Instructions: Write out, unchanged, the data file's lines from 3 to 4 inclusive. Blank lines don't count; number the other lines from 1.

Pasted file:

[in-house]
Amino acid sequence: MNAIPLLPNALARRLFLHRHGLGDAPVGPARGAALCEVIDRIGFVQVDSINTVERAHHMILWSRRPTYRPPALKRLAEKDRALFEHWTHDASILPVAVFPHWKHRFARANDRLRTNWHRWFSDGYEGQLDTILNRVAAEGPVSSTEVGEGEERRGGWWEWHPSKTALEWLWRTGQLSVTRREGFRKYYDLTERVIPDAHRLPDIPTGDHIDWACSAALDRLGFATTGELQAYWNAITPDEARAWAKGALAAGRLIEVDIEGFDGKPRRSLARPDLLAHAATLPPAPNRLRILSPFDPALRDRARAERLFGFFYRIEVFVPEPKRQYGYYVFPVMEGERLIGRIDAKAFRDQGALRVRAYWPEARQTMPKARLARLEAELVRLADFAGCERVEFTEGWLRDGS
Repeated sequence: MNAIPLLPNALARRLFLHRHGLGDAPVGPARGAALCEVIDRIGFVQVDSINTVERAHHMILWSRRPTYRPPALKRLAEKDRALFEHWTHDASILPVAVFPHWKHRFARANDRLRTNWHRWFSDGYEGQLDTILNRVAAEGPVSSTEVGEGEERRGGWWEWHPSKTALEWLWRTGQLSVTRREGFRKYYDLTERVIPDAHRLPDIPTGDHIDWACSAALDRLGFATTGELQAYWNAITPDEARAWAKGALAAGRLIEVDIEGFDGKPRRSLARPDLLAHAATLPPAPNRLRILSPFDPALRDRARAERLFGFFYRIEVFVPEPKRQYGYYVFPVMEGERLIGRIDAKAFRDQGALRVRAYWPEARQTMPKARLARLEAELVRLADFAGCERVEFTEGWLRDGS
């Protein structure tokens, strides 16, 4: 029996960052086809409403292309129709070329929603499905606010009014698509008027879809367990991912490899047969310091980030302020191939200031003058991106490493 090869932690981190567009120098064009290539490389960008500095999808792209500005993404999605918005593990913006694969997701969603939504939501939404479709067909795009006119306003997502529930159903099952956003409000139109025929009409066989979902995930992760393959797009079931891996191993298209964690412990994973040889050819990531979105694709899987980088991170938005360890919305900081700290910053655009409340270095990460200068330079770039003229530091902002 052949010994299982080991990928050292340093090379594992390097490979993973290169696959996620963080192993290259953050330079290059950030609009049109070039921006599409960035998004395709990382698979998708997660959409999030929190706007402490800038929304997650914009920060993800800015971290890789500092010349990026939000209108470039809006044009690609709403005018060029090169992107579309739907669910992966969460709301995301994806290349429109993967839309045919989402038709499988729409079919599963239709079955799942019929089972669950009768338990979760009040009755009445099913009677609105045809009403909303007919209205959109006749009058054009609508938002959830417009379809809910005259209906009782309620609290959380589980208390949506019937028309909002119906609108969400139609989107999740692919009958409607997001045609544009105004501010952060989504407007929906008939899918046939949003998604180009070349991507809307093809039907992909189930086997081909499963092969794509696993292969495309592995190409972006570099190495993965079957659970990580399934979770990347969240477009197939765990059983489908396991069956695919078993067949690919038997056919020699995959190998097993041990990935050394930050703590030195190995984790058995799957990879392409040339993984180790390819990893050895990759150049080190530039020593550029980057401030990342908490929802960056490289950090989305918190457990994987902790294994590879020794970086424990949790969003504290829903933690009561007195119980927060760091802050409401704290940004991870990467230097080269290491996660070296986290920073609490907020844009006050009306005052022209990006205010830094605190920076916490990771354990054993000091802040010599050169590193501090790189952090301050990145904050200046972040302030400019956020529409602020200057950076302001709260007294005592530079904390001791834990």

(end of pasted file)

Repeated sequence: MNAIPLLPNALARRLFLHRHGLGDAPVGPARGAALCEVIDRIGFVQVDSINTVERAHHMILWSRRPTYRPPALKRLAEKDRALFEHWTHDASILPVAVFPHWKHRFARANDRLRTNWHRWFSDGYEGQLDTILNRVAAEGPVSSTEVGEGEERRGGWWEWHPSKTALEWLWRTGQLSVTRREGFRKYYDLTERVIPDAHRLPDIPTGDHIDWACSAALDRLGFATTGELQAYWNAITPDEARAWAKGALAAGRLIEVDIEGFDGKPRRSLARPDLLAHAATLPPAPNRLRILSPFDPALRDRARAERLFGFFYRIEVFVPEPKRQYGYYVFPVMEGERLIGRIDAKAFRDQGALRVRAYWPEARQTMPKARLARLEAELVRLADFAGCERVEFTEGWLRDGS
């Protein structure tokens, strides 16, 4: 029996960052086809409403292309129709070329929603499905606010009014698509008027879809367990991912490899047969310091980030302020191939200031003058991106490493 090869932690981190567009120098064009290539490389960008500095999808792209500005993404999605918005593990913006694969997701969603939504939501939404479709067909795009006119306003997502529930159903099952956003409000139109025929009409066989979902995930992760393959797009079931891996191993298209964690412990994973040889050819990531979105694709899987980088991170938005360890919305900081700290910053655009409340270095990460200068330079770039003229530091902002 052949010994299982080991990928050292340093090379594992390097490979993973290169696959996620963080192993290259953050330079290059950030609009049109070039921006599409960035998004395709990382698979998708997660959409999030929190706007402490800038929304997650914009920060993800800015971290890789500092010349990026939000209108470039809006044009690609709403005018060029090169992107579309739907669910992966969460709301995301994806290349429109993967839309045919989402038709499988729409079919599963239709079955799942019929089972669950009768338990979760009040009755009445099913009677609105045809009403909303007919209205959109006749009058054009609508938002959830417009379809809910005259209906009782309620609290959380589980208390949506019937028309909002119906609108969400139609989107999740692919009958409607997001045609544009105004501010952060989504407007929906008939899918046939949003998604180009070349991507809307093809039907992909189930086997081909499963092969794509696993292969495309592995190409972006570099190495993965079957659970990580399934979770990347969240477009197939765990059983489908396991069956695919078993067949690919038997056919020699995959190998097993041990990935050394930050703590030195190995984790058995799957990879392409040339993984180790390819990893050895990759150049080190530039020593550029980057401030990342908490929802960056490289950090989305918190457990994987902790294994590879020794970086424990949790969003504290829903933690009561007195119980927060760091802050409401704290940004991870990467230097080269290491996660070296986290920073609490907020844009006050009306005052022209990006205010830094605190920076916490990771354990054993000091802040010599050169590193501090790189952090301050990145904050200046972040302030400019956020529409602020200057950076302001709260007294005592530079904390001791834990």